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    Should Video Games be on Investors’ Wish Lists?

    John Patrick Lee, CFA ,Associate Product Manager
    December 13, 2018
     

    October was a big month for the video game industry on a number of fronts. First, video game sales posted record-setting revenue numbers, the highest of any October since at least the mid-1990s. We also saw the announcement of a flagship game being released as mobile-only, underscoring how publishers are adapting to the changing demands of consumers who are playing more games (and generating revenues) on their mobile devices. Also in October, a broad market pullback developed, which has affected some video game publishers and chipmakers. This market correction may present opportunities, as lower prices are now presenting relatively attractive valuations for companies affected by the downturn.

    Video Game Revenue Strength Ahead of Holiday Season

    According to NPD Group, video game spending hit $1.55B in October, the highest for any October since NPD began tracking the market in 1995. Two blockbuster releases drove this revenue number. Rockstar’s Red Dead Redemption 2 sold $725M worth of copies within the first three days of its release. The open-world1 Western adventure game is broadly considered the front-runner to win multiple “Game of the Year” awards. Earlier in October, Activision’s Call of Duty: Black Ops 4 was released and earned $500M in sales in three days. One of Black Ops 4’s main draws is the game’s “Blackout” mode, which follows the same battle royale2 gameplay found in Fortnite.

    Analysts are predicting that the widespread popularity of Black Ops 4 will chip away at Fortnite’s dedicated user base, reinforcing the notion that the continual release of new games provides a number of benefits for both publishers and consumers. If the newly released games are high quality and engaging, gamers may be more likely to buy the new game and play it in place of the old one, especially if the older game has held market share dominance for a prolonged period of time (like Fortnite has). This provides incentives and opportunities for developers to continually produce high quality games, which can translate into revenue dollars.

    Adapting to Shifting Consumer Preferences

    Mobile gaming, as opposed to traditional PC and console gaming, is proving to be a bright spot in the industry. Over half of all global gaming revenues in 2018 is expected to come from mobile gaming.3 On an annual basis, mobile gaming revenues have grown by over 25%. In light of this, game publishers are adapting to the marketplace by releasing high profile games for mobile devices, and not without some controversy.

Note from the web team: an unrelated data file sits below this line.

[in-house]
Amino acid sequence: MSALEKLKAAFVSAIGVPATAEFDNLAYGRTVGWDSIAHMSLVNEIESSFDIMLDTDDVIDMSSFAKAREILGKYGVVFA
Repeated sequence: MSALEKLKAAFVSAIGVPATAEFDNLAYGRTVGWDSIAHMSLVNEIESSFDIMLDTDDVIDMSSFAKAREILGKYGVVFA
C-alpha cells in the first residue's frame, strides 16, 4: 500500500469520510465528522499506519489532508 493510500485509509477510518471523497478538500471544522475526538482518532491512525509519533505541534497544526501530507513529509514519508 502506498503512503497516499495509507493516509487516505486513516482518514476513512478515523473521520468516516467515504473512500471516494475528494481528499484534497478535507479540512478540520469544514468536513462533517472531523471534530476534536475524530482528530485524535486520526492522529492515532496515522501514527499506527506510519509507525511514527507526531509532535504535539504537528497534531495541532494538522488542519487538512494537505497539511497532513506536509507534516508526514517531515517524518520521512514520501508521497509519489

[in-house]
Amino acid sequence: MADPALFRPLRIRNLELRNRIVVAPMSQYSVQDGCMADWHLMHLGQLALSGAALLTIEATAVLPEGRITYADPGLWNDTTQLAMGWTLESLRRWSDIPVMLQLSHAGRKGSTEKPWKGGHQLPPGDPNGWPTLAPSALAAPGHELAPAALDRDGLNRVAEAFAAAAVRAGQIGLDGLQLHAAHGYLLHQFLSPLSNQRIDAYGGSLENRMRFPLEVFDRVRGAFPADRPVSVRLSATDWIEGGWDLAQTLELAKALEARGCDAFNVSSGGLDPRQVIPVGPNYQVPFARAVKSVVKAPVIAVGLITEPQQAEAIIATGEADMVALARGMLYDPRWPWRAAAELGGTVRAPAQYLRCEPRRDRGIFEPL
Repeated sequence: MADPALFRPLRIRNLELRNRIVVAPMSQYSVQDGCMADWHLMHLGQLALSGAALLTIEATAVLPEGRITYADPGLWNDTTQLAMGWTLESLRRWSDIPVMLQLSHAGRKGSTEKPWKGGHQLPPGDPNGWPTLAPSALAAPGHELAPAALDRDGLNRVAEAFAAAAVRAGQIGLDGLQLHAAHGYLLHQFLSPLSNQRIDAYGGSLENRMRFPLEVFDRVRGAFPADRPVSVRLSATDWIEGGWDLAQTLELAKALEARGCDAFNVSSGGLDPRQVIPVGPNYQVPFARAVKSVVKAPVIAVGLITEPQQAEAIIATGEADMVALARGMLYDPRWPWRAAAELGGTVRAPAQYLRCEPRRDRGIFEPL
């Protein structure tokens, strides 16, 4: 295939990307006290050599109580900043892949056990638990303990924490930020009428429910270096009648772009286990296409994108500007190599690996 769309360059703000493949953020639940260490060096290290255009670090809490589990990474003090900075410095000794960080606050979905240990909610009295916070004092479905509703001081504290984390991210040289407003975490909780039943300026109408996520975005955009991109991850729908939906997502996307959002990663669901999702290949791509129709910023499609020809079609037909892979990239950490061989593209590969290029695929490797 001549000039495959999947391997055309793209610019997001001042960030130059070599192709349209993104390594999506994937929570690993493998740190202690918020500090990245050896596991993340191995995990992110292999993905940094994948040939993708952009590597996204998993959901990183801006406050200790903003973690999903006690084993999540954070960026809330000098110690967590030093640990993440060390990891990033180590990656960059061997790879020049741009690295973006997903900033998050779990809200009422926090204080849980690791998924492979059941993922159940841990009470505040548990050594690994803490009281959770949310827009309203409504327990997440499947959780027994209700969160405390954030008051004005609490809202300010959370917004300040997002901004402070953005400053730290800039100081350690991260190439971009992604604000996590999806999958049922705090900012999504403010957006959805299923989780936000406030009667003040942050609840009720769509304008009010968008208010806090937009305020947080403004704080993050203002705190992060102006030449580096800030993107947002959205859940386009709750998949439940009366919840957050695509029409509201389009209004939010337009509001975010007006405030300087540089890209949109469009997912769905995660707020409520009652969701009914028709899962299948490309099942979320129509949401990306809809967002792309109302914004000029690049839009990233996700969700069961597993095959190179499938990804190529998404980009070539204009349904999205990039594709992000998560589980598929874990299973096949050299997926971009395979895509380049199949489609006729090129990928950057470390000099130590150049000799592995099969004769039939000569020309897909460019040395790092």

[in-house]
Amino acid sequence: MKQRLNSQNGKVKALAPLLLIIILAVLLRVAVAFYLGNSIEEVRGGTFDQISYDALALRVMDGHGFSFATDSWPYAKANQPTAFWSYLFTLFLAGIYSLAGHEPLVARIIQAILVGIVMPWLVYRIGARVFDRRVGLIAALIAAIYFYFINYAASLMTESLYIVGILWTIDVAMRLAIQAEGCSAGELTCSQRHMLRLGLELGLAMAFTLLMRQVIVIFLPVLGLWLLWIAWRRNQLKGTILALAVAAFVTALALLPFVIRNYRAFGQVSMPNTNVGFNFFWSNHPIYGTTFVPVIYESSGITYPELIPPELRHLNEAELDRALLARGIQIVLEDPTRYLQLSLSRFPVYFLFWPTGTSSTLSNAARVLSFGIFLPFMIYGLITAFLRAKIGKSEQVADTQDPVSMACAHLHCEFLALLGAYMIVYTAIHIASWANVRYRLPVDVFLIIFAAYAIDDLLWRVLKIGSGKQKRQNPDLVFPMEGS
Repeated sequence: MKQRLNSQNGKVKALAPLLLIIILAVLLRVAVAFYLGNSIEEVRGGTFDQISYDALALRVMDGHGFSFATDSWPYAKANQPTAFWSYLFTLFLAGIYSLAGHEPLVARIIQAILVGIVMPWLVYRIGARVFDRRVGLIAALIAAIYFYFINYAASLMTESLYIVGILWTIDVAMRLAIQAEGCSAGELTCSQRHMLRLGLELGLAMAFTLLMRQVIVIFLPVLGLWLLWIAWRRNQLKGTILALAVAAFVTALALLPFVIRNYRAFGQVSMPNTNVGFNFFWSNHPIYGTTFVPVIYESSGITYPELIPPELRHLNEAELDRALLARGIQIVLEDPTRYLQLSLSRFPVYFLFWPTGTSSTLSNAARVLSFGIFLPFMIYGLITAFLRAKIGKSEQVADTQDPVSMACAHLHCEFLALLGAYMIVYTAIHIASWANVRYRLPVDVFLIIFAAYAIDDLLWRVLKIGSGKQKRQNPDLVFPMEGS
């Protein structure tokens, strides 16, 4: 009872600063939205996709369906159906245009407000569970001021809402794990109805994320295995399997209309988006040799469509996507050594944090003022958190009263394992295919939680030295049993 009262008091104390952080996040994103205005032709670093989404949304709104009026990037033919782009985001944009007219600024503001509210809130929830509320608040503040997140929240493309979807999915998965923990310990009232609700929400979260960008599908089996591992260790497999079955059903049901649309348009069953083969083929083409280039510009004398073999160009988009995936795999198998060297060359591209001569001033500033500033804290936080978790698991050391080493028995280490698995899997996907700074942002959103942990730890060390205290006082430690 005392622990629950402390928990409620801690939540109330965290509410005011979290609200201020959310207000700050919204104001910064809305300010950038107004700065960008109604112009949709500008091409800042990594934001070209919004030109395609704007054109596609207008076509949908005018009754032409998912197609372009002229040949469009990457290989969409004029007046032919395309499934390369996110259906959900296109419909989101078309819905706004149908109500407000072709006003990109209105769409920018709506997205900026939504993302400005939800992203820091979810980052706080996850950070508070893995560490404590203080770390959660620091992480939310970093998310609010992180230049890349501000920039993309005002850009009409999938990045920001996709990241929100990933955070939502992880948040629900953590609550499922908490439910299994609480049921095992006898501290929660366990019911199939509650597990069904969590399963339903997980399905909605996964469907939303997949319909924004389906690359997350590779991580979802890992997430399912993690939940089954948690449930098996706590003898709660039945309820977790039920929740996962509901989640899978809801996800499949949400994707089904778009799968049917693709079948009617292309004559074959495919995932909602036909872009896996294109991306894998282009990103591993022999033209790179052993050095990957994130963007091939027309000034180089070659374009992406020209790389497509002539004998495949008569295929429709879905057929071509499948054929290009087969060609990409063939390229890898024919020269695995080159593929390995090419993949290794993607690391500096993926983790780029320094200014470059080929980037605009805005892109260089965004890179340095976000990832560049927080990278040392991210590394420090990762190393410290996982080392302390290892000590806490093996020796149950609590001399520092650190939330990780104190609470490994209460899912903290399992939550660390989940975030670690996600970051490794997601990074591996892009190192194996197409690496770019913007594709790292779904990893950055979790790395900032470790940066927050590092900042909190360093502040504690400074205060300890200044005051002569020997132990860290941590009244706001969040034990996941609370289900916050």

Over Half of Global Game Revenues Come from Mobile

    Global Gaming Revenues by Segment

    Source: Newzoo.

    One of the most popular PC titles of the past 20 years is the Diablo series, which is published by Blizzard (an Activision subsidiary). At its yearly BlizzCon gaming convention, Blizzard announced that the next Diablo title would be a massive multiplayer game to be released for mobile devices only. While the announcement received some negative attention from Blizzard fans at the convention and online, the decision represents a titanic shift in how people are playing one of the most popular PC titles in history. It is yet another instance of a game publisher adapting to the shifting demands of its consumer base, in this case by developing a mobile version of a PC classic.

    Finding Opportunities in Market Headwinds

    Broad market volatility has led to steep declines in some video game companies and related chip-makers in the fourth quarter of 2018. A number of U.S. names in particular have been hit especially hard. Fears of a U.S./China trade war and a prolonged bear market in the cryptocurrency space are helping to drive negative sentiment and push prices lower. Bureaucratic red-tape issues have also effectively halted the release of new games in China since March, which has led to less-than-ebullient sentiment for companies with heavy Chinese exposure.

    Earlier in the year, these companies were widely considered to be overvalued, along with the majority of the broader technology sector. Despite price declines, the long-term outlook for these companies is essentially unchanged. We believe, lower prices are now presenting relatively attractive valuations, compared to levels from only a few months ago. The video game industry, boosted by the rise of esports, sits at the forefront of global cultural consciousness, and video gaming revenues remain robust.

    A targeted, pure-play approach may offer a way to gain exposure to this long-term growth story. The VanEck Vectors® Video Gaming and eSports ETF (ESPO) seeks to track the MVIS Global Video Gaming and eSports Index, which is composed of video game and related software developers, streaming services and companies involved in esports events. The index is designed to include video gaming and esports companies with market cap exceeding $150M, while also avoiding adding companies which don’t generate at least 50% of revenue from the targeted industry.